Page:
Jo Frost is losing the nanny moniker and getting up close and personal with families in her new series, "Family S.O.S.," debuting Tuesday on TLC.
The English star, who shot to fame on the hit TV show "Supernanny," takes on some of America's most troubled families, using her skills to pull them back from the edge of self-destruction. Some families are breaking apart over marital issues, others have teenagers in the house causing a lot of stress.
"Some of the families I'm working with -- for the first time in like 12-15 years -- they have never sat down and said, 'This is a problem. We need to talk about this,'" said Frost, who noted that the families she meets tend to blame lack of time or too much work for not addressing their own issues.
Frost, 41, said her latest role isn't too much of a stretch from what she did as the "Supernanny."
"When I filmed the 'Supernanny' show I was helping parents with toddlers who had unruly behavior," she said. "But all the work I was doing with the adults, as well as the children and the adults, was never on the show. When you film for 200 hours and you're trying to pack that into a 48-minute show, there's a lot that gets left in the editing bay. This time, I was like, 'That needs to be seen.'"
For the new series, Frost, who now lives in Los Angeles, traveled across the country with a team, visiting homes in hopes to getting families to face their problems head-on.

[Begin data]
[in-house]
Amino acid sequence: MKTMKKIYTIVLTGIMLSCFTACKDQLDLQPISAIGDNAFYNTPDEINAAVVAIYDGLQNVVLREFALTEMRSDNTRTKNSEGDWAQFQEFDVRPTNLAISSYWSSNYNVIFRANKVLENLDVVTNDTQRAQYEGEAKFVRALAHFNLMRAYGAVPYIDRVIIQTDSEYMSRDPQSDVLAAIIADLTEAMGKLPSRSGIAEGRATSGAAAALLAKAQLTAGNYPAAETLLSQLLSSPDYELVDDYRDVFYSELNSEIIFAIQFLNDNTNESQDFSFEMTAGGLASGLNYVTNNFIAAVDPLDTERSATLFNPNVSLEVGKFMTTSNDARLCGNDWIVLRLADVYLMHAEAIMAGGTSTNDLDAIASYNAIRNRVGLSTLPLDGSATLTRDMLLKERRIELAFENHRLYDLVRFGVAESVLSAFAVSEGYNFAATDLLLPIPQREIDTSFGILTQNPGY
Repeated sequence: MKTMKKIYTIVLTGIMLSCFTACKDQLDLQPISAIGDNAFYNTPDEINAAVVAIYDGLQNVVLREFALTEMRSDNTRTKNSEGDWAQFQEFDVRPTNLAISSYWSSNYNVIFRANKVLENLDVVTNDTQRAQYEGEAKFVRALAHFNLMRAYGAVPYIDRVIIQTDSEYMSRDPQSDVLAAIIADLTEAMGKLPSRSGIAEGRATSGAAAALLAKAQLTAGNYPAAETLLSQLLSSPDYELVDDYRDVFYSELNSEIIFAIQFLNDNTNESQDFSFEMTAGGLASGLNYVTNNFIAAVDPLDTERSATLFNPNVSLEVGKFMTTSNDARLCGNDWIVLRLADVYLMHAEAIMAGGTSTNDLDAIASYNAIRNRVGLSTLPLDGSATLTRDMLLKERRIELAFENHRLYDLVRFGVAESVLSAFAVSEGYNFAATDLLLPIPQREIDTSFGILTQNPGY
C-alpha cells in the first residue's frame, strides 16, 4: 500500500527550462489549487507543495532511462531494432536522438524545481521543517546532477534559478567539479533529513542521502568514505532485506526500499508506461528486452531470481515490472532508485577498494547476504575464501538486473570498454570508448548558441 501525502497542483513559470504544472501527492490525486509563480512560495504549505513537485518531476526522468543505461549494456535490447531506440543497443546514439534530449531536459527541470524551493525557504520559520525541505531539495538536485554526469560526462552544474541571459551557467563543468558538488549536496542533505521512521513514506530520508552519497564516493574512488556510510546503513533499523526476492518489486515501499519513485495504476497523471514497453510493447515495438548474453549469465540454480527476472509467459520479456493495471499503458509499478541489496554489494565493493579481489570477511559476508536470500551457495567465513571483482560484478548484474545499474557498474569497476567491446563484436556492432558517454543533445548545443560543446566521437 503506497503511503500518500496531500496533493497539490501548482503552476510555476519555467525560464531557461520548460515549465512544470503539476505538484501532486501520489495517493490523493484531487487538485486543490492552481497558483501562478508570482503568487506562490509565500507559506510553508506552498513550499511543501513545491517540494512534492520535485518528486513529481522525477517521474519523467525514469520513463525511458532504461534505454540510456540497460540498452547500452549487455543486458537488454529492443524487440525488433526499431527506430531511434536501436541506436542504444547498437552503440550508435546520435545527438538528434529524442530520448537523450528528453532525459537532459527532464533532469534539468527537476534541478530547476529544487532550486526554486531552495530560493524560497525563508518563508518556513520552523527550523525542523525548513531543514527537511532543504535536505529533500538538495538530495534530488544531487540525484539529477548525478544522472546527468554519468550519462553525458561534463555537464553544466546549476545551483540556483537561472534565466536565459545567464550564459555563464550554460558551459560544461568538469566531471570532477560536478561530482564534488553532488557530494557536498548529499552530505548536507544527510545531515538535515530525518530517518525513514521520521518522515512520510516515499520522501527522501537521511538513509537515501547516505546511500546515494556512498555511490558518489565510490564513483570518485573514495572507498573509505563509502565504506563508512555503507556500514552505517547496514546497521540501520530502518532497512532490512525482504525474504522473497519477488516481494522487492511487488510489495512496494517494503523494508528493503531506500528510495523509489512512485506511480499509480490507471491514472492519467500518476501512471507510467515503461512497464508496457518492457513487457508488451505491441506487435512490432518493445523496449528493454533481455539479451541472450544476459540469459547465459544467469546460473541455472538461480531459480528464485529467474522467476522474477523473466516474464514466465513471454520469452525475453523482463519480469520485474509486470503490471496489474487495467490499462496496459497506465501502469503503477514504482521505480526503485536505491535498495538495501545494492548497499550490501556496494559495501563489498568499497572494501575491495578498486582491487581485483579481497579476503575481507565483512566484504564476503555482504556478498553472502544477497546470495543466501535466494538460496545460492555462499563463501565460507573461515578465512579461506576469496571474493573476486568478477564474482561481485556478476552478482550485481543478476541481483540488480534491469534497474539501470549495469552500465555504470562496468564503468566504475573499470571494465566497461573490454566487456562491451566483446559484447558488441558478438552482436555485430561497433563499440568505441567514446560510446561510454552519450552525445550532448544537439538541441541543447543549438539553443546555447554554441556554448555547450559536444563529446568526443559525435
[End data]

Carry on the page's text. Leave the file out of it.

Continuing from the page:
"We are a family in ourselves, traveling across America. That's what we hope to continue doing. We're like a little circus. We go from one state to the next, helping families. I'm passionate about what I do. For me, it's about educating America about how we can put families on the map and prioritize our family in a way that allows us to not procrastinate about everything that's wrong....I feel like I have a tank that never runs out of gas. You just want to keep working and going and educating.."
Frost said the filming of the new shows was "demanding with respects to the travel you do and the amount of time you spend on planes and in cars getting to the families. Easily, we can spend 18 hours a day in a home. Easy. I'll work with a family for three days and I'll may not see them for a couple of weeks and then go back for a return day. It's loose...you're not going to be watching the show going, 'I know what bit is going to come next.' You really do feel like you're peeking into the families' home."
Nothing is scripted, says Frost, who describes "Family S.O.S." as "down to earth" and "real." "It's life as it is."
In the end, Frost hopes families watching at home can learn a thing or two by watching the show. "And then they can switch that television off and say, 'We've got a few of those issues as well and this is the first change we can make'...Families I've been working with are ready for the honesty," said Frost, who insists family needs to be priority, but it often isn't.
If all goes well, Frost plans to launch a live tour later this year, where she will sit down with various families in the U.S. in front of a live audience -- something she hopes will be both informative and entertaining.
"Family S.O.S." airs Tuesdays at 9 p.m. ET on TLC. For more on Frost and the series, check out the video above.